The concept of personal rights or human rights has become a major part of the western society. Every one here believes he or she has “rights” to do something, be somewhere or just behave in some manner. But what happens when your “right” infringes on another person’s “right”?
Don’t get me wrong; I do believe we have rights, but I don’t believe “everything” society (generally speaking that is) claims to be rights. When I was younger, when VHS’s were still the norm, I went for my driver’s license and adults back then told us it was a privilege to drive and not a right. Okay, that’s all good and dandy, but why are people now, and ages past, acting in a way that is contrary to this piece of advice?
I can stretch this personal rights stuff to most aspects of life. In retail stores I’m constantly hearing people throwing a hissy fit when a product they “have a right to have” is out of stock. Or parents suing schools for not allowing their child to go against the school’s written policies. (I don’t think I need to expand on this. But the latter example is a growing issue, especially in USA.)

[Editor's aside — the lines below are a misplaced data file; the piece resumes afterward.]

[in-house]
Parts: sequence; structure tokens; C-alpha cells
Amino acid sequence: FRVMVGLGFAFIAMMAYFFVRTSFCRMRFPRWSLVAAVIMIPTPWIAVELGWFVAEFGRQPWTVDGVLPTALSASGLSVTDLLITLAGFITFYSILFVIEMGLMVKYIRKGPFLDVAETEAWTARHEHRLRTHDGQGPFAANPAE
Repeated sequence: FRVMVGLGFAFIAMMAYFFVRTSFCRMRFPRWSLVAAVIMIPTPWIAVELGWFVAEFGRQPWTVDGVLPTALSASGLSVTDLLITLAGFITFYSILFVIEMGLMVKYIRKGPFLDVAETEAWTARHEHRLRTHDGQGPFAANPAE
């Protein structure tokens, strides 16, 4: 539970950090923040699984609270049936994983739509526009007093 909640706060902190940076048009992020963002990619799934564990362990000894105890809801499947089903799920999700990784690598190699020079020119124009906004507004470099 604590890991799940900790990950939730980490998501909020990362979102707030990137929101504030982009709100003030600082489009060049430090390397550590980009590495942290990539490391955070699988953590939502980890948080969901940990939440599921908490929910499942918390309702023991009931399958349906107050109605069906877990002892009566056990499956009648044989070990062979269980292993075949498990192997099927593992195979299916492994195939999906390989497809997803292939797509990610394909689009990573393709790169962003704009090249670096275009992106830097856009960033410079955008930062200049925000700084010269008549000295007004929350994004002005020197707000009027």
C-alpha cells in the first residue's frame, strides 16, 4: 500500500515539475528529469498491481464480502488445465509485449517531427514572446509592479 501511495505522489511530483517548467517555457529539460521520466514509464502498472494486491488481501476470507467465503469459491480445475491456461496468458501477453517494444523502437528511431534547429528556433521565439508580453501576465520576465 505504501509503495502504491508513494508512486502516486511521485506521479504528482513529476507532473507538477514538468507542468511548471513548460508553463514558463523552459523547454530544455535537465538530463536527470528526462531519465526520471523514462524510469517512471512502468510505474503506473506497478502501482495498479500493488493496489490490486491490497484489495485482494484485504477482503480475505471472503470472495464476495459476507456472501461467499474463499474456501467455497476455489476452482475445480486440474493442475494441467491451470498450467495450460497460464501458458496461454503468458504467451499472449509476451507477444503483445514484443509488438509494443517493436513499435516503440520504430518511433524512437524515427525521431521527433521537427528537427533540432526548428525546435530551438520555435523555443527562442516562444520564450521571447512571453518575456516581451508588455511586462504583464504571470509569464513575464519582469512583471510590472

Enough random ranting–I’ll get to the point of this essay now. I have some perceived rights; you have some perceived rights; the person next to you has some perceived rights. But how far are you willing to go to exercise them? Who are you willing to sacrifice to get the next big thing you “have the right to have”?
Let’s reverse these questions: how far are you willing to go to allow someone else exercise their “rights”? Who are you willing to sacrifice to allow them to get the next big thing they “have the right to have”?
In a world of no absolute truth I will give you an absolute truth. But before I do I need to warn you: you may not agree with me and you may find this truth unnerving. I will tell you this, my claim to this truth will infringe on your right to claim it is not truth. The truth is “Everyone’s right infringes on everyone else’s right.”
Please, before you think or act like something is your right to have or do, think what if another person thought or acted the same way about the same thing? If you exercise your right to sit in the only chair in a crowed room, then you are infringing on another individual’s right to sit in the only chair in the room. What are your perceived rights? What are your perceived privileges? What are the differences?